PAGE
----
Paddle beneath an overpass and for a moment the concrete flood-control channel that shackles the Los Angeles River for much of its length gives way. Willows bend in the breeze, blue dragonflies skim the surface and snowy egrets rest under the cottonwoods.
Getting here legally is the hard part.
Nearly four decades after capricious flood waters were tamed by concrete, the 51-mile river has largely existed as a no-man's land, a fenced-off, garbage-strewn scar running through the city that serves as occasional set for Hollywood car chases and frequent canvas for graffiti artists. Trespassers risk getting fined for damaging county property.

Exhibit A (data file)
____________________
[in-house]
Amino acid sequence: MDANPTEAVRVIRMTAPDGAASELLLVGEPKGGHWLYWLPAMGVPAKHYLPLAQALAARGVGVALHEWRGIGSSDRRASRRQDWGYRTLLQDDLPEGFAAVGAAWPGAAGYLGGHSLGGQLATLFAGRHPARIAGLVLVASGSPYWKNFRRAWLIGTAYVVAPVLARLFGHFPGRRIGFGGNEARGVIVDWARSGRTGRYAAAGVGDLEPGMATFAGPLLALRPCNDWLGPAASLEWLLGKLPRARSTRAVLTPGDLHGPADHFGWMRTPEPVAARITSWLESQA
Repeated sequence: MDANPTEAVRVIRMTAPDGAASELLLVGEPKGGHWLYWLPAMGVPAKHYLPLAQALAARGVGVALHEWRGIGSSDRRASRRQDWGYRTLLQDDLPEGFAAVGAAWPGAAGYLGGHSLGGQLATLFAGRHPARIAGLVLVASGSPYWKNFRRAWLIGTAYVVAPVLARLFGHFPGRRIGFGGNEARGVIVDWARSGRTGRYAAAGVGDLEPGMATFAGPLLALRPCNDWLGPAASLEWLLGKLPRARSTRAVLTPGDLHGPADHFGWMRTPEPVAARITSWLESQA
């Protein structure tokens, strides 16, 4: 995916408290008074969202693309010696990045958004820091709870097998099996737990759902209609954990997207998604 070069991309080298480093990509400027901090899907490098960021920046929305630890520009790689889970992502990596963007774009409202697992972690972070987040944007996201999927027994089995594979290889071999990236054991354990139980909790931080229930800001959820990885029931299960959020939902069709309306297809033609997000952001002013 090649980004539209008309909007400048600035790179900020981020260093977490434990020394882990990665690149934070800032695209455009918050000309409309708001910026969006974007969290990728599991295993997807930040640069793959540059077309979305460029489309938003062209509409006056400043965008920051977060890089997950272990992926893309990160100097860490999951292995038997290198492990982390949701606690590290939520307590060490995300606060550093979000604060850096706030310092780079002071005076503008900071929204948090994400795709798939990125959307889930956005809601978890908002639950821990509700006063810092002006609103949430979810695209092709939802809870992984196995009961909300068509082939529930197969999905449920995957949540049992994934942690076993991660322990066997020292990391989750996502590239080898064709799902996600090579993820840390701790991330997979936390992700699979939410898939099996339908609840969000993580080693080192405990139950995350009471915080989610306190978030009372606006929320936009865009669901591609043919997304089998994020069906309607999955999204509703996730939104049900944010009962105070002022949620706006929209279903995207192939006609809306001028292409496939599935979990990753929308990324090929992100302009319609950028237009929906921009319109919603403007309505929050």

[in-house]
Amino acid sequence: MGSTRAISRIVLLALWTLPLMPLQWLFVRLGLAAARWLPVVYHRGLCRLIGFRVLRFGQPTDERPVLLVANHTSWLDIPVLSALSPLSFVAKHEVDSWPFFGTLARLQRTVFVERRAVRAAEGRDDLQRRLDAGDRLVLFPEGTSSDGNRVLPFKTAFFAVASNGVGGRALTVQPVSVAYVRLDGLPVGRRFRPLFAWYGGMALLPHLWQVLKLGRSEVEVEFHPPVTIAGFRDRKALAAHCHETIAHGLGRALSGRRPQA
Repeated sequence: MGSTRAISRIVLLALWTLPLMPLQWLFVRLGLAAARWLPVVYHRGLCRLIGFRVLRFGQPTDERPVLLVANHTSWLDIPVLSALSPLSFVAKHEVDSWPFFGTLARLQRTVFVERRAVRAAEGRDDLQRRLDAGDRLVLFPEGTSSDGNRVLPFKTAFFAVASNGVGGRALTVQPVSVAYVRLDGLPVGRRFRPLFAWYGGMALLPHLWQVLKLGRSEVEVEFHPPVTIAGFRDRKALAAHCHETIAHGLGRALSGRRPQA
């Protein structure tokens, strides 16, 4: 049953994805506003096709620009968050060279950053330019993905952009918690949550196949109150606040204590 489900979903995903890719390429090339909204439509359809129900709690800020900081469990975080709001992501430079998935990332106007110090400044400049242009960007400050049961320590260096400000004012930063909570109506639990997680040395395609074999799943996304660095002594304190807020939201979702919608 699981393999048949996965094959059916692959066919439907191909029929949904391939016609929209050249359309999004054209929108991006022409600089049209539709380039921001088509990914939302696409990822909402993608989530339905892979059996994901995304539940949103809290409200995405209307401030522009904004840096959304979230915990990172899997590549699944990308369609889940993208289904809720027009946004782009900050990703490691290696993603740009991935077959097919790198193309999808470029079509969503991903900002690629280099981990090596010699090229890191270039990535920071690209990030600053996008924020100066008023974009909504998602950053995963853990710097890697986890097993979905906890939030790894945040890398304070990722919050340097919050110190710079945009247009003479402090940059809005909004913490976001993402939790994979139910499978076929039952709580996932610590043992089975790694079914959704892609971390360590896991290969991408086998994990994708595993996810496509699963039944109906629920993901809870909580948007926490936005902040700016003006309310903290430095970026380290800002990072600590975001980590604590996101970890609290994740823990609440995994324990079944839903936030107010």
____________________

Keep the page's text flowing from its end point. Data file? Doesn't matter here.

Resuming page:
Kayakers, naturalists and recreation buffs want to change that.
Sean Hecht, who heads the Environmental Law Center at the University of California, Los Angeles said the goal is to allow residents to legally use the river.
"It's clear the LA River is a living river despite the fact that portions of it have been channelized," said Hecht who with his students have been advising groups about access issues.
To read the entire article by Noaki Schwartz click here.